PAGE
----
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OHIO professors’ 3D visualizations of fossils highlighted in National Science Foundations’ ‘Bits and Bytes’ newsletter

3D visualizations cast new light on organisms, especially for students studying them

The work of two Ohio University Heritage College of Osteopathic Medicine professors was recently featured in the National Science Foundations’ “Bits and Bytes” newsletter.

The publication, which focuses on innovative computer science research, showcased Dr. Patrick O’Connor and Dr. Nancy Stevens’ research on how computer technologies can help bring extinct species to life and allow students to take a deeper look at living and extinct organisms’ anatomy and environment.

Technology in the professors’ labs, including digital mapping and micro CT imaging, have made it possible to see inside rocks and fossils and provide valuable new information about the organisms being studied.

The newsletter explains how Computed Tomography (CT) scans can rotate an x-ray tube around an object or person and take thousands of pictures that computer software can knit together to create a single 3D image.

Such technology allows the cross sections of the pictures to be manipulated through computer programs and provide students an opportunity to better study individual parts of the object. With these programs, students can better see how an organism may have evolved based on where it lived, how it fit into its habitat and more.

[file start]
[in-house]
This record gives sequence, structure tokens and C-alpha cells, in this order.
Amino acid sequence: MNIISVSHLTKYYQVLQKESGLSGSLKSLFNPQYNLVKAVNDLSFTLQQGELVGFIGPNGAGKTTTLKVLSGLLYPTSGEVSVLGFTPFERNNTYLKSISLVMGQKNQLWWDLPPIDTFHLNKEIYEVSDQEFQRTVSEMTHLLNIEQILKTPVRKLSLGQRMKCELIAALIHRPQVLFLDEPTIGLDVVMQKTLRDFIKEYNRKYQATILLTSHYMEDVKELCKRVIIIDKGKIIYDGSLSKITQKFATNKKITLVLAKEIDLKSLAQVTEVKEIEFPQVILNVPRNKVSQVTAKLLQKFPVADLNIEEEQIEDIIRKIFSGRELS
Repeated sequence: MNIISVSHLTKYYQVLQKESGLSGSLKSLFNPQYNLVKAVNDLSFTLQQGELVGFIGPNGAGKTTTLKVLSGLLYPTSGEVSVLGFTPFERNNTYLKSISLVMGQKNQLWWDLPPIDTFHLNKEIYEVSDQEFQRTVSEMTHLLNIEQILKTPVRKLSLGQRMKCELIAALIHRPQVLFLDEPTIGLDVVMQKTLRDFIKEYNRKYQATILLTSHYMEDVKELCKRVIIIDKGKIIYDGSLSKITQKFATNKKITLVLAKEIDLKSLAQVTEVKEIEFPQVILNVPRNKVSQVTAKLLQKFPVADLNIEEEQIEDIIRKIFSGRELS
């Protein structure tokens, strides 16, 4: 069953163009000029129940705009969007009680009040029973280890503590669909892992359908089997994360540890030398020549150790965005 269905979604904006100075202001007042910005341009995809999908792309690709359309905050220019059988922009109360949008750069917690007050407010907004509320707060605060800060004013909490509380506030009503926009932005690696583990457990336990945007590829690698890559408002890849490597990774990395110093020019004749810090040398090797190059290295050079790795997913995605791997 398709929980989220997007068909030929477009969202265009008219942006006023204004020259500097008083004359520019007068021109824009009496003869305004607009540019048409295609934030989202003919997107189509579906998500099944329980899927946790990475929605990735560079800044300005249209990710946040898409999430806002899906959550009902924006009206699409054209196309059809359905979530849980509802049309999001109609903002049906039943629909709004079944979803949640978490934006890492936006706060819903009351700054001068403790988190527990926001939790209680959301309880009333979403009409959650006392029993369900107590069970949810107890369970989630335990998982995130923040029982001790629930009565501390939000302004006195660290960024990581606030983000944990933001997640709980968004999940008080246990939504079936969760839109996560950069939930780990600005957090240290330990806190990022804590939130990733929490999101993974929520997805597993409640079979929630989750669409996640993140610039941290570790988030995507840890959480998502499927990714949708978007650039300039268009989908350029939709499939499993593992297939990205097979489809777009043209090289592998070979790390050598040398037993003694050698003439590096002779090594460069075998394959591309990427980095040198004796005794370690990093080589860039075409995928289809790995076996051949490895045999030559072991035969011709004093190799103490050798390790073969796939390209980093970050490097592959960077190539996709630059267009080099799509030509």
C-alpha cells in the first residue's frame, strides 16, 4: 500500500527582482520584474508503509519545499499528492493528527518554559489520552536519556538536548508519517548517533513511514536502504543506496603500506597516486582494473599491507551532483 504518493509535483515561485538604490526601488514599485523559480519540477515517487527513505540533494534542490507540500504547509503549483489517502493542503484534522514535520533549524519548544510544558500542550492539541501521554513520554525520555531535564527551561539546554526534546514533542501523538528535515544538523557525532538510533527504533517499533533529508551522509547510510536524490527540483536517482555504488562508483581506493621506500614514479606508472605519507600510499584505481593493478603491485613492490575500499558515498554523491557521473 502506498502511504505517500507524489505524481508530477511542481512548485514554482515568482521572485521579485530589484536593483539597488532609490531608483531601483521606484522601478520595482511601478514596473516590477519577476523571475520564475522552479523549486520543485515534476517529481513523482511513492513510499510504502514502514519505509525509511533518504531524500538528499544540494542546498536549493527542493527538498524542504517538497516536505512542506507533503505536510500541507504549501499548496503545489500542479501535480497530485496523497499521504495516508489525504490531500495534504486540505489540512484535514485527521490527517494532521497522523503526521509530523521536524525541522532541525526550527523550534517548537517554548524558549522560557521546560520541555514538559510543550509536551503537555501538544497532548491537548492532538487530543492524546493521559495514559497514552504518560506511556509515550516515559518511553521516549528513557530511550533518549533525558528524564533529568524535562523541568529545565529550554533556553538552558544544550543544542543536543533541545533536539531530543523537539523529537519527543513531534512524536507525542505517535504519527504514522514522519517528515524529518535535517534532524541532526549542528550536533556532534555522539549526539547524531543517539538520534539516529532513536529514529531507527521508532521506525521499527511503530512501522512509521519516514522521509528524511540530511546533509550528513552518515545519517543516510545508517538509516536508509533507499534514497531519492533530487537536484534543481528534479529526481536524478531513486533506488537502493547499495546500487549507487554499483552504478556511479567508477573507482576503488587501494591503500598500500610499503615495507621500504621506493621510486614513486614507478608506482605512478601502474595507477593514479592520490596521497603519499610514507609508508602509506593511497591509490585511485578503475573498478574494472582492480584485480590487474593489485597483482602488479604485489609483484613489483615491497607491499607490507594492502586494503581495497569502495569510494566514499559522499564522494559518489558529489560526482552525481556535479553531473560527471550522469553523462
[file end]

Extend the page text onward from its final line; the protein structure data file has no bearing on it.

Thus far, O’Connor, Stevens and their students have focused their CT scanning efforts on fossils found in the Rukwa Rift Basin in Tanzania, an area that the professors have focused on excavating for nearly two decades. The group has made several discoveries in this region, including dinosaurs, mammals and crocodiles from 99 million years ago, as well as a plethora of mammals, reptiles and invertebrates from 25 million years ago – all organisms that students have been able to identify thanks to technology in the labs.

Various outreach activities for readers to create, manipulate and measure their own 3D images from scientific data pulled from the discovered fossils in the Rukwa Rift Basin are also displayed within the newsletter, including animations that explain how multiple CT cross sections can be combined to form a 3D image.